Tuesday, February 17, 2009

To cache or not to cache?

Well it is time to dive right in to this blogging thing with a topic that always seems to come up with virtual directories and that is the subject of caching. It always seems to be a lively debate/discussion, so here are a few of my thoughts on two of the most common questions.

Question 1: Do you need to cache data with a virtual directory?

Being a consultant for many years, I have to give it my stock answer (and the right one IMHO) and that is "it depends". As with any application or system you are designing, the requirements and the environment should dictate the design. For example, some of our clients use the Virtual Identity Server for SharePoint edition of our virtual directory to quickly and easily stand up a SharePoint instance that can authenticate people from an External Active Directory forest and an Internal Active Directory Forest. For this type of cross-forest authentication deployment, there is probably not a need to cache this persistently or in memory.

Question 2: If needed, does this cache NEED to be persisted?

I know of one virtual directory vendor that is adamant that cache MUST be persisted. Yes there are times when a cache should be persisted, but saying that the cache always needs to be persisted just doesn't make sense to me. Perhaps they need to persist cache to overcome performance problems in their core engine and can't run sufficiently without it.

Yes, I believe a virtual directory should support both memory and persistent caching, but more importantly it should be architected correctly within the product and not be a hack add-on just to have a check mark on the features list. Keeping track of what each vendor supports can get confusing and sometimes it is misstated.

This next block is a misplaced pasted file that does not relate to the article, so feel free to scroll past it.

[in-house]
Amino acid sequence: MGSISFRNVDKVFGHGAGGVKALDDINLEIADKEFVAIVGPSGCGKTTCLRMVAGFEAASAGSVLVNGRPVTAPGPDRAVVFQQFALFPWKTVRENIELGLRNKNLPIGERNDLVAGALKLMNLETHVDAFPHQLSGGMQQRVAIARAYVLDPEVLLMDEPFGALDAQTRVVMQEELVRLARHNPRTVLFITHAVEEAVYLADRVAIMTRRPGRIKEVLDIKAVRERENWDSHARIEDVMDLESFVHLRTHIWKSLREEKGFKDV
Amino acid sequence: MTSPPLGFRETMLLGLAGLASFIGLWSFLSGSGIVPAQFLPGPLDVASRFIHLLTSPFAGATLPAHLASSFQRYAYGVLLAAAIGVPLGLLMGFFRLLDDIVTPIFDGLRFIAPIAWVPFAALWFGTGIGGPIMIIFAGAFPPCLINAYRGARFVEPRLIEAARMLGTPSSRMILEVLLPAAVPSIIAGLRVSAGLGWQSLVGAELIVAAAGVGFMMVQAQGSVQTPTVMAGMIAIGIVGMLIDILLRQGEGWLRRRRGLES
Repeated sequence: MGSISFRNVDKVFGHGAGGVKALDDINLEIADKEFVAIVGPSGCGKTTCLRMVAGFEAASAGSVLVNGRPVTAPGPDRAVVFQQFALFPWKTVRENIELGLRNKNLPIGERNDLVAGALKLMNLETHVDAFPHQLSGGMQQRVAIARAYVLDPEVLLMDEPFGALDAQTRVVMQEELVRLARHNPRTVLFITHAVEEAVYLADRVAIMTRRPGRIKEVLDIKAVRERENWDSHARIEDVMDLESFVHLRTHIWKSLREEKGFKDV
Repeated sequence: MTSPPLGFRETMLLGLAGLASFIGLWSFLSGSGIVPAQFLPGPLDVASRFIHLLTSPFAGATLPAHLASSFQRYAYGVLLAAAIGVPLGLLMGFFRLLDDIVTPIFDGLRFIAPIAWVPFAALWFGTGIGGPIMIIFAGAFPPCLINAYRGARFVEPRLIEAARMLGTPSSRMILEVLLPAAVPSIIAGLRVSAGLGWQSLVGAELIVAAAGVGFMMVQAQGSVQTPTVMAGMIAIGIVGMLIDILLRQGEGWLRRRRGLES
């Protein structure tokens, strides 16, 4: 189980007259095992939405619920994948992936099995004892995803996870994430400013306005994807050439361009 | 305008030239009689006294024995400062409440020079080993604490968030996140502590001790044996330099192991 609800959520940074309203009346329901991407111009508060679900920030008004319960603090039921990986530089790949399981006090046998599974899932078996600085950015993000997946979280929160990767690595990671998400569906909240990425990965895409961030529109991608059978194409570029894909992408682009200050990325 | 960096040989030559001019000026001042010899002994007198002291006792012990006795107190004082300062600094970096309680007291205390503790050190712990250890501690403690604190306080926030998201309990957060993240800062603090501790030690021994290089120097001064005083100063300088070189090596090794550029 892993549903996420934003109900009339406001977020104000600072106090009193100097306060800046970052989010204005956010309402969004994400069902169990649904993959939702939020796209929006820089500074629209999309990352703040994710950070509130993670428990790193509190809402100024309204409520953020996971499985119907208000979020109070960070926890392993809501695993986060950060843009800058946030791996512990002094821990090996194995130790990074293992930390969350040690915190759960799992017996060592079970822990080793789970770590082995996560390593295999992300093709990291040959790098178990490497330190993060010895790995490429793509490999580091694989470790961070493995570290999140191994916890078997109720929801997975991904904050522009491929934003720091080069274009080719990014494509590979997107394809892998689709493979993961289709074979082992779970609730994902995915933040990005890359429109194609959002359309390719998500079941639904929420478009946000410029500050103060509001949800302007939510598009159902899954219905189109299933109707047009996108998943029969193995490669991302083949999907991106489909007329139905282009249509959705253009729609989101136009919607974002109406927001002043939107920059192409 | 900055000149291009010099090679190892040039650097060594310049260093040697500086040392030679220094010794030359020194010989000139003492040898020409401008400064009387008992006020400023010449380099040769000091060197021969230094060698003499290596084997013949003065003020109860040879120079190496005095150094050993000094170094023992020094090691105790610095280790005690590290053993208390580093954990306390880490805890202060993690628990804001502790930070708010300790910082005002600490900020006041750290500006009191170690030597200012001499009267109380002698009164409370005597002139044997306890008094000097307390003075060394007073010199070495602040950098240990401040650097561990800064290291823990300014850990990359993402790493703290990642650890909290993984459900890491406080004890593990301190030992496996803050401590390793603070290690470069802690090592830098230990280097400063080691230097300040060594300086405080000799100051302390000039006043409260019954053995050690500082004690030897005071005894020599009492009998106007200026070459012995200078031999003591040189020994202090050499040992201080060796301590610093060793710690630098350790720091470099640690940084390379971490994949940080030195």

Mark Wilcox for example, posted in his blog that "OVD does provide a Cache plug-in that is granular - you can apply it globally or per adapter. It also doesn't require any other data-store (or software license, neither of which our competition can currently claim)."

While our Virtual Identity Server (VIS) virtual directory is focused on the more Microsoft centric shops, we are a virtual directory and therefore I suppose a competitor to OVD. With that said, the statement is not true. VIS does not require a separate data-store or software license to use caching. In fact, VIS doesn't require the installation of a custom plug-in to support caching. It is built right into the core engine and is a simple point and click configuration change in the GUI. VIS supports caching not only globally and per connection, but optionally down to which object classes you want to cache.

I think Matt Flynn sums it up well when he closes his post on the subject with, "My opinion is that it's a nice feature to have in the tool bag when needed, but it's not always needed."

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